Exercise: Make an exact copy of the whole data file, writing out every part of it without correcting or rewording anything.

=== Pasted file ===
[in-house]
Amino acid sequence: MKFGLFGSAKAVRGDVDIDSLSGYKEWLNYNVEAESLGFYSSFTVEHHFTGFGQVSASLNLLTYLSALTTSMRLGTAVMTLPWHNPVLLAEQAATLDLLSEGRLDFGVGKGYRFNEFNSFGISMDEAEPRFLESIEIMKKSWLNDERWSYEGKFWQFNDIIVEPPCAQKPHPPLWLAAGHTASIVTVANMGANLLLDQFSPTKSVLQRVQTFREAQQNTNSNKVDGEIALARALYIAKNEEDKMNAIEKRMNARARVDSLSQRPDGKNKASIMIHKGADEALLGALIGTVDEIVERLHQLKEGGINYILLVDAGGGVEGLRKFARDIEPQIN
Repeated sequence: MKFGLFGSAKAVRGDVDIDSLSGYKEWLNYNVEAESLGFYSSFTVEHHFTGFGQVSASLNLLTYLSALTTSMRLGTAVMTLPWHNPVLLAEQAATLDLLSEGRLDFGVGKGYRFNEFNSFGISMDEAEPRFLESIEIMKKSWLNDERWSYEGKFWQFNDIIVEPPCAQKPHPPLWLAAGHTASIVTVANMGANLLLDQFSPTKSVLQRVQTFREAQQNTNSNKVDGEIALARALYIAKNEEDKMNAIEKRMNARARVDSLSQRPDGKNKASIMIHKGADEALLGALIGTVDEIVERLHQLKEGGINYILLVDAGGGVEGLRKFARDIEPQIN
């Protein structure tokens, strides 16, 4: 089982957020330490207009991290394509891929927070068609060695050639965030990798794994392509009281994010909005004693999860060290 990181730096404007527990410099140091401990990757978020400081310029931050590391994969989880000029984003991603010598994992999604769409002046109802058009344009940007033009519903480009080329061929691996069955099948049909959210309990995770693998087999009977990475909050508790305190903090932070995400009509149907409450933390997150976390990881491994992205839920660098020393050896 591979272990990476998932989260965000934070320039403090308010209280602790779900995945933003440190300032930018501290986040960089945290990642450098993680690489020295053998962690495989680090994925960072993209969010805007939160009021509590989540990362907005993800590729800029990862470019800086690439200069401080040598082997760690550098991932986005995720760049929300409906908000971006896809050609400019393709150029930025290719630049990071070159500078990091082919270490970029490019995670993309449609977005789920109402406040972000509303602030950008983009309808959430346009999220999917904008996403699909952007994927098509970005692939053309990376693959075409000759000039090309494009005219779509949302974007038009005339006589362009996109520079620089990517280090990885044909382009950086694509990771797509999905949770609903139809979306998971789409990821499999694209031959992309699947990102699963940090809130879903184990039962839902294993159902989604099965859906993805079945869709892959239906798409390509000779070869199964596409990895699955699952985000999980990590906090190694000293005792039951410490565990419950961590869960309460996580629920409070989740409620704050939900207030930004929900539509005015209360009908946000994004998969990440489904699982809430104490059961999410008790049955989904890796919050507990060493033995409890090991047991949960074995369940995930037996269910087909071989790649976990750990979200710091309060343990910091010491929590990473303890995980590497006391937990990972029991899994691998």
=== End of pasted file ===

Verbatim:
[in-house]
Amino acid sequence: MKFGLFGSAKAVRGDVDIDSLSGYKEWLNYNVEAESLGFYSSFTVEHHFTGFGQVSASLNLLTYLSALTTSMRLGTAVMTLPWHNPVLLAEQAATLDLLSEGRLDFGVGKGYRFNEFNSFGISMDEAEPRFLESIEIMKKSWLNDERWSYEGKFWQFNDIIVEPPCAQKPHPPLWLAAGHTASIVTVANMGANLLLDQFSPTKSVLQRVQTFREAQQNTNSNKVDGEIALARALYIAKNEEDKMNAIEKRMNARARVDSLSQRPDGKNKASIMIHKGADEALLGALIGTVDEIVERLHQLKEGGINYILLVDAGGGVEGLRKFARDIEPQIN
Repeated sequence: MKFGLFGSAKAVRGDVDIDSLSGYKEWLNYNVEAESLGFYSSFTVEHHFTGFGQVSASLNLLTYLSALTTSMRLGTAVMTLPWHNPVLLAEQAATLDLLSEGRLDFGVGKGYRFNEFNSFGISMDEAEPRFLESIEIMKKSWLNDERWSYEGKFWQFNDIIVEPPCAQKPHPPLWLAAGHTASIVTVANMGANLLLDQFSPTKSVLQRVQTFREAQQNTNSNKVDGEIALARALYIAKNEEDKMNAIEKRMNARARVDSLSQRPDGKNKASIMIHKGADEALLGALIGTVDEIVERLHQLKEGGINYILLVDAGGGVEGLRKFARDIEPQIN
């Protein structure tokens, strides 16, 4: 089982957020330490207009991290394509891929927070068609060695050639965030990798794994392509009281994010909005004693999860060290 990181730096404007527990410099140091401990990757978020400081310029931050590391994969989880000029984003991603010598994992999604769409002046109802058009344009940007033009519903480009080329061929691996069955099948049909959210309990995770693998087999009977990475909050508790305190903090932070995400009509149907409450933390997150976390990881491994992205839920660098020393050896 591979272990990476998932989260965000934070320039403090308010209280602790779900995945933003440190300032930018501290986040960089945290990642450098993680690489020295053998962690495989680090994925960072993209969010805007939160009021509590989540990362907005993800590729800029990862470019800086690439200069401080040598082997760690550098991932986005995720760049929300409906908000971006896809050609400019393709150029930025290719630049990071070159500078990091082919270490970029490019995670993309449609977005789920109402406040972000509303602030950008983009309808959430346009999220999917904008996403699909952007994927098509970005692939053309990376693959075409000759000039090309494009005219779509949302974007038009005339006589362009996109520079620089990517280090990885044909382009950086694509990771797509999905949770609903139809979306998971789409990821499999694209031959992309699947990102699963940090809130879903184990039962839902294993159902989604099965859906993805079945869709892959239906798409390509000779070869199964596409990895699955699952985000999980990590906090190694000293005792039951410490565990419950961590869960309460996580629920409070989740409620704050939900207030930004929900539509005015209360009908946000994004998969990440489904699982809430104490059961999410008790049955989904890796919050507990060493033995409890090991047991949960074995369940995930037996269910087909071989790649976990750990979200710091309060343990910091010491929590990473303890995980590497006391937990990972029991899994691998």